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Initiative 2012-4: A few steps closer to being GMO-free | Guest colum

On June 6, 2,261 signatures collected in support of Initiative 2012-4 to ban the propagation of genetically modified organisms in San Juan County where handed in to the county auditor. - Contributed photo
On June 6, 2,261 signatures collected in support of Initiative 2012-4 to ban the propagation of genetically modified organisms in San Juan County where handed in to the county auditor.
— image credit: Contributed photo

By Ken Akopiantz

On June 6, 2,261 signatures collected in support of Initiative 2012-4 to ban the propagation of genetically modified organisms in San Juan County where handed in to the county auditor. The initiative, formulated by a group called GMO-Free San Juans, has support from a wide spectrum of individuals, including farmers, within our community. Education, outreach, and financial support continue as the group prepares for the measure being placed on a county-wide ballot in November.

Initiative 2012-4 would make it unlawful to propagate, cultivate, raise or grow plants, animals and other organisms that have been genetically modified, and it provides for penalties and destruction of such organisms. Only people who knowingly and willfully violate this measure will be prosecuted.

The measure does not affect products sold in stores, and it also exempts research and educational facilities working with GMOs. This initiative only prohibits GMOs, not any of the presently grown improved varieties or hybrids present in San Juan County.

The measure defines genetically modified as, “an organism, with the exception of human beings, in which genetic material has been altered in a way that does not occur naturally by mating and/or natural recombination.” These genetic modifications are created using viruses and antibiotic-resistant bacteria to aid in splicing genes from one unrelated species to another. The long term effects and consequences of these genetic modifications are still unclear and much of the independent research shows an alarming amount of environmental and public health problems. With GMOs we now have plants that require U.S. Department of Agriculture, Environmental Protection Agency and Food and Drug Administration approval for their production and use. We have a rich history of crop breeding and improvement to draw upon without resorting to genetic modification as defined for this measure. These natural methods include selection of open pollinated crops; controlled crosses in animals and plants for specific traits (selective breeding); hybridization of plants through natural means; grafting; and any other techniques which utilizes the natural mechanisms of gene exchange even if humans facilitate the process.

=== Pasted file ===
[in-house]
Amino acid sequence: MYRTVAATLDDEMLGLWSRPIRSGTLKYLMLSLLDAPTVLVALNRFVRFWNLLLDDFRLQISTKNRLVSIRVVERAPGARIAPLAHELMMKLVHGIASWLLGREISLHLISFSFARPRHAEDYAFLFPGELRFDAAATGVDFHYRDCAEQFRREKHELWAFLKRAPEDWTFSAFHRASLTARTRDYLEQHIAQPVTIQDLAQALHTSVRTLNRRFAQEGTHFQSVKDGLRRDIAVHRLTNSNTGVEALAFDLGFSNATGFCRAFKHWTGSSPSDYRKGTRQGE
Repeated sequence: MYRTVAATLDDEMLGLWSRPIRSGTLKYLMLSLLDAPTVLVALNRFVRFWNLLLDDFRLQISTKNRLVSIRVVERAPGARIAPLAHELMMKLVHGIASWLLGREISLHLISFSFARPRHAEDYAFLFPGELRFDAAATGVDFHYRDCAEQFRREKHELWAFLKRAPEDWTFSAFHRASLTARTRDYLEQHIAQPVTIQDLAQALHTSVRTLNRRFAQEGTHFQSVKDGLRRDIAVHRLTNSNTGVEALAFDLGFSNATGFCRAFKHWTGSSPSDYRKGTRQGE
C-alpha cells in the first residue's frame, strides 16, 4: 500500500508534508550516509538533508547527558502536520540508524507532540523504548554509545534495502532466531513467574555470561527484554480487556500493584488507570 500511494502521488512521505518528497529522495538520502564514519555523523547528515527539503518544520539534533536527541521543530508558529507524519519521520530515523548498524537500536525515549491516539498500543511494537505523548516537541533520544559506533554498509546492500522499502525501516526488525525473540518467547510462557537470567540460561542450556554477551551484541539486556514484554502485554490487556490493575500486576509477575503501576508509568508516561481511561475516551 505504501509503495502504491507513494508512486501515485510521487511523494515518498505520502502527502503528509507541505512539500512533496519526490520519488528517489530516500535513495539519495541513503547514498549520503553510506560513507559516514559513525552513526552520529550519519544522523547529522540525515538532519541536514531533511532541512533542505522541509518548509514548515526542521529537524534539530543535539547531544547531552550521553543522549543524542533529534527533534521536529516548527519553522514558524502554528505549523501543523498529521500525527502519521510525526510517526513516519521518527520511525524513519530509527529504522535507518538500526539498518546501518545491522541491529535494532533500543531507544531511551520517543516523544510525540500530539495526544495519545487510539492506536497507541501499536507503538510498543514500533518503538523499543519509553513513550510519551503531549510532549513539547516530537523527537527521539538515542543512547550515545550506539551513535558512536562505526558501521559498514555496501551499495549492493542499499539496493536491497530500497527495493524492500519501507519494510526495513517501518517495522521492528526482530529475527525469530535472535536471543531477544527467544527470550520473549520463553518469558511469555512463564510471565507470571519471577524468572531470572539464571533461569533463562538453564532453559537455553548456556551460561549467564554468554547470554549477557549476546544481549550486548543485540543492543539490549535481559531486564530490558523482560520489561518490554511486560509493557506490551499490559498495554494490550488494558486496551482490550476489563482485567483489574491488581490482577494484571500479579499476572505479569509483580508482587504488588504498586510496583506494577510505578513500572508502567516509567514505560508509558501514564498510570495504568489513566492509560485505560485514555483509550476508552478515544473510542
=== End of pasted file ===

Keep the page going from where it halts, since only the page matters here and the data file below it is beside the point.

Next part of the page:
Along with genetic modification comes the patenting of plants and animals. The patent owner (typically a large, multi-national corporation) then owns any plant or animal containing these patented genes, regardless of how the genes got there. Farmers are losing their rights to save seed as genetic contamination from GMO crops has become a reality. The introduction of GMOs is simply the continuation of non-sustainable and energy intensive farming practices along with the consolidation of our food supply. Additionally, genetic modifications are being used not to feed the world or increase yields, but to control the food we eat and how we grow it. To quote Henry Kissinger, “ Control oil and you control nations; control food and you control people.”

The production of uncontaminated seed is becoming more difficult in many areas of the country, and there is a growing movement here and around the world to ban the production of genetically modified organisms. “Non-GMO Verified” is the fastest growing food label in North America as sales of certified products hit $1 billion in 2011. The isolation of San Juan County provides us with a unique opportunity to be truly GMO-Free. If we keep genetically modified organisms from being planted in our county, we will be afforded a rare opportunity to produce uncontaminated seed and plants at a time when they are becoming less and less available.

Initiative 2012-4 is not another regulatory hurdle to burden the people of San Juan County. It is farmer-initiated and is designed to protect our rights to farm and save seed the way we always have. As supporters of this initiative, we encourage genetic improvements and diversity. There are appropriate uses of genetic modification for human health and advancement, but as this measure allows, they belong in a lab or as part of a medical procedure, not released into our environment.

To celebrate the success of the first phase of our efforts join us on Saturday June, 23 at The Lopez Center for Community and the Arts. We will enjoy the music of Tiempo de Lopez along with a silent auction featuring many excellent items from community members. The festivities begin at 7 p.m. This is an event that you do not want to miss.

Information about the Initiative 2012-4 campaign is available online at gmofreesjc.org. We encourage you to take a look. This is our opportunity to stand up for local control and show our commitment to a healthy environment. Vote yes on Initiative 2012-4.

– Akopiantz operates Horse Drawn Farms on Lopez Island and a member of GMO-Free San Juans

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